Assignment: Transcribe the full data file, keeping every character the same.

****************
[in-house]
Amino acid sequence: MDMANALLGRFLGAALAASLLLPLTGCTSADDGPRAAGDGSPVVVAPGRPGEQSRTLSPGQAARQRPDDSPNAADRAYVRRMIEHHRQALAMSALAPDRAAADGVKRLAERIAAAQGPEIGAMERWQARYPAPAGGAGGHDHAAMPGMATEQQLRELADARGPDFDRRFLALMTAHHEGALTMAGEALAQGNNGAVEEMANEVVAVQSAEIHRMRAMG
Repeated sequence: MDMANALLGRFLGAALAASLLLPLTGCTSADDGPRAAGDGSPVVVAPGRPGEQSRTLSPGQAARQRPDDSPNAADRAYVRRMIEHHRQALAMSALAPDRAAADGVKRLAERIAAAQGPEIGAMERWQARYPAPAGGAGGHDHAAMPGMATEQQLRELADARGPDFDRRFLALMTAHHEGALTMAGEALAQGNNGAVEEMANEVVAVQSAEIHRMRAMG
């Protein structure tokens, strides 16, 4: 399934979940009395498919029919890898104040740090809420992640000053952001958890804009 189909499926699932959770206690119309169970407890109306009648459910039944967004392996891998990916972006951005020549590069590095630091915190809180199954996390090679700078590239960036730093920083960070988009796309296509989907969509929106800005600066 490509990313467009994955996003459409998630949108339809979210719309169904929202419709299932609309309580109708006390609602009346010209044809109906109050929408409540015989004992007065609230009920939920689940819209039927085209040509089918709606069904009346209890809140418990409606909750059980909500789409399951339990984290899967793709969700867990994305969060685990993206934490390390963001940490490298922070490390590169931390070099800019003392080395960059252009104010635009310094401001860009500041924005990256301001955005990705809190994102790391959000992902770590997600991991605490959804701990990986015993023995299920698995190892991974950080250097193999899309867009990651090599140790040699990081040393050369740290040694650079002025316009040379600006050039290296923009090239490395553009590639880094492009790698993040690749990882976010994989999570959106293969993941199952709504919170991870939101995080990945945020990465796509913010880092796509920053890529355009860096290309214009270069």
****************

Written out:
[in-house]
Amino acid sequence: MDMANALLGRFLGAALAASLLLPLTGCTSADDGPRAAGDGSPVVVAPGRPGEQSRTLSPGQAARQRPDDSPNAADRAYVRRMIEHHRQALAMSALAPDRAAADGVKRLAERIAAAQGPEIGAMERWQARYPAPAGGAGGHDHAAMPGMATEQQLRELADARGPDFDRRFLALMTAHHEGALTMAGEALAQGNNGAVEEMANEVVAVQSAEIHRMRAMG
Repeated sequence: MDMANALLGRFLGAALAASLLLPLTGCTSADDGPRAAGDGSPVVVAPGRPGEQSRTLSPGQAARQRPDDSPNAADRAYVRRMIEHHRQALAMSALAPDRAAADGVKRLAERIAAAQGPEIGAMERWQARYPAPAGGAGGHDHAAMPGMATEQQLRELADARGPDFDRRFLALMTAHHEGALTMAGEALAQGNNGAVEEMANEVVAVQSAEIHRMRAMG
């Protein structure tokens, strides 16, 4: 399934979940009395498919029919890898104040740090809420992640000053952001958890804009 189909499926699932959770206690119309169970407890109306009648459910039944967004392996891998990916972006951005020549590069590095630091915190809180199954996390090679700078590239960036730093920083960070988009796309296509989907969509929106800005600066 490509990313467009994955996003459409998630949108339809979210719309169904929202419709299932609309309580109708006390609602009346010209044809109906109050929408409540015989004992007065609230009920939920689940819209039927085209040509089918709606069904009346209890809140418990409606909750059980909500789409399951339990984290899967793709969700867990994305969060685990993206934490390390963001940490490298922070490390590169931390070099800019003392080395960059252009104010635009310094401001860009500041924005990256301001955005990705809190994102790391959000992902770590997600991991605490959804701990990986015993023995299920698995190892991974950080250097193999899309867009990651090599140790040699990081040393050369740290040694650079002025316009040379600006050039290296923009090239490395553009590639880094492009790698993040690749990882976010994989999570959106293969993941199952709504919170991870939101995080990945945020990465796509913010880092796509920053890529355009860096290309214009270069």